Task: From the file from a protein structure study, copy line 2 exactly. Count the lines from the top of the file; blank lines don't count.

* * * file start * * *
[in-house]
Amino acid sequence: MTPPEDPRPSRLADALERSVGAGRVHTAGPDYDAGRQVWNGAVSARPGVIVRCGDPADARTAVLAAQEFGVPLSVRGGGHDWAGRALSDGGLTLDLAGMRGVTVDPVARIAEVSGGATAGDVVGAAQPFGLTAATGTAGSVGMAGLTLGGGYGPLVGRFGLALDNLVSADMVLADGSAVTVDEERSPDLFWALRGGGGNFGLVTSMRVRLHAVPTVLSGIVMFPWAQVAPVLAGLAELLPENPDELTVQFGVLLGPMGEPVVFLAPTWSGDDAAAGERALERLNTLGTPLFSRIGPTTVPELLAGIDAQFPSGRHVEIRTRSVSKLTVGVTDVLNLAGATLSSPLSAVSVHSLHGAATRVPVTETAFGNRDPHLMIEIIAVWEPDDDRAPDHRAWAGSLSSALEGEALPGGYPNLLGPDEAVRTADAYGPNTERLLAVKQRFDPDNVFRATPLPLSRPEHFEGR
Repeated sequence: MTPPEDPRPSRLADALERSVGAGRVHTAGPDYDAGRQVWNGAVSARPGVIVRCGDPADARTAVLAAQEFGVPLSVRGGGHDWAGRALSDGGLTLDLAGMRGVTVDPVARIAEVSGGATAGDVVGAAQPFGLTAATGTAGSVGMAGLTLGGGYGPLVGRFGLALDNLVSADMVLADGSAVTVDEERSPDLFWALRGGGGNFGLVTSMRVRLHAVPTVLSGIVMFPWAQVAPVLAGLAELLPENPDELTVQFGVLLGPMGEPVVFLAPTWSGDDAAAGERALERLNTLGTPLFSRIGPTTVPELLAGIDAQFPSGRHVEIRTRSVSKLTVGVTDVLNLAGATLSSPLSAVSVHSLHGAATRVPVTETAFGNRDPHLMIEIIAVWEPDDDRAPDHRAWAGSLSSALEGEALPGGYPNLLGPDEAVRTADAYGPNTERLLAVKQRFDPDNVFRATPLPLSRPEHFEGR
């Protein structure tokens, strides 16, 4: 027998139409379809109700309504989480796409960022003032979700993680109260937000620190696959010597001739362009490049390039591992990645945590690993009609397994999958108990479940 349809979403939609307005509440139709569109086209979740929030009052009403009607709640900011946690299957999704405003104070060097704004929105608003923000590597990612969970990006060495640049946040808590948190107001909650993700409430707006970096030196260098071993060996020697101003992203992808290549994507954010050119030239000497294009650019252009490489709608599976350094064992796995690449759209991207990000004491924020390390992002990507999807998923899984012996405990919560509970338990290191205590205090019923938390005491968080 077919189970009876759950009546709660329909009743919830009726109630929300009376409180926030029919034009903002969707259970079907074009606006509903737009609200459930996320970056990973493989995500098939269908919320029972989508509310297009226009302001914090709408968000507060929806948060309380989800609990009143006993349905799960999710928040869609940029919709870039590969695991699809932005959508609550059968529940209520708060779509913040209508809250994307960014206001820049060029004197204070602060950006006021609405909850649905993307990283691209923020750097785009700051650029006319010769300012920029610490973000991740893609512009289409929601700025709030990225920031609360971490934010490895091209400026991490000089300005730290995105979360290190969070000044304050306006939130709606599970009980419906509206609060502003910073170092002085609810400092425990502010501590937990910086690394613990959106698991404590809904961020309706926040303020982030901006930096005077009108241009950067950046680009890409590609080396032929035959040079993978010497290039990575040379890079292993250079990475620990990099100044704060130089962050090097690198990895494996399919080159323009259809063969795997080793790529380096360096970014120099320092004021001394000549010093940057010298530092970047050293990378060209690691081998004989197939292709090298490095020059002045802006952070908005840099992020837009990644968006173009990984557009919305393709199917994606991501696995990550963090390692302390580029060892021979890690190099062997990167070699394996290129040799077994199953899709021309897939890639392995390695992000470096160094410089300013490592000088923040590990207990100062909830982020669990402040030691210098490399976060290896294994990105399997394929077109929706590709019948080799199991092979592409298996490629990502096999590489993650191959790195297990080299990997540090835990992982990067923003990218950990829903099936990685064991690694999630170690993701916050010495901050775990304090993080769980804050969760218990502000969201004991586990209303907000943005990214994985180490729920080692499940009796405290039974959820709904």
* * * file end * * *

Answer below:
Amino acid sequence: MTPPEDPRPSRLADALERSVGAGRVHTAGPDYDAGRQVWNGAVSARPGVIVRCGDPADARTAVLAAQEFGVPLSVRGGGHDWAGRALSDGGLTLDLAGMRGVTVDPVARIAEVSGGATAGDVVGAAQPFGLTAATGTAGSVGMAGLTLGGGYGPLVGRFGLALDNLVSADMVLADGSAVTVDEERSPDLFWALRGGGGNFGLVTSMRVRLHAVPTVLSGIVMFPWAQVAPVLAGLAELLPENPDELTVQFGVLLGPMGEPVVFLAPTWSGDDAAAGERALERLNTLGTPLFSRIGPTTVPELLAGIDAQFPSGRHVEIRTRSVSKLTVGVTDVLNLAGATLSSPLSAVSVHSLHGAATRVPVTETAFGNRDPHLMIEIIAVWEPDDDRAPDHRAWAGSLSSALEGEALPGGYPNLLGPDEAVRTADAYGPNTERLLAVKQRFDPDNVFRATPLPLSRPEHFEGR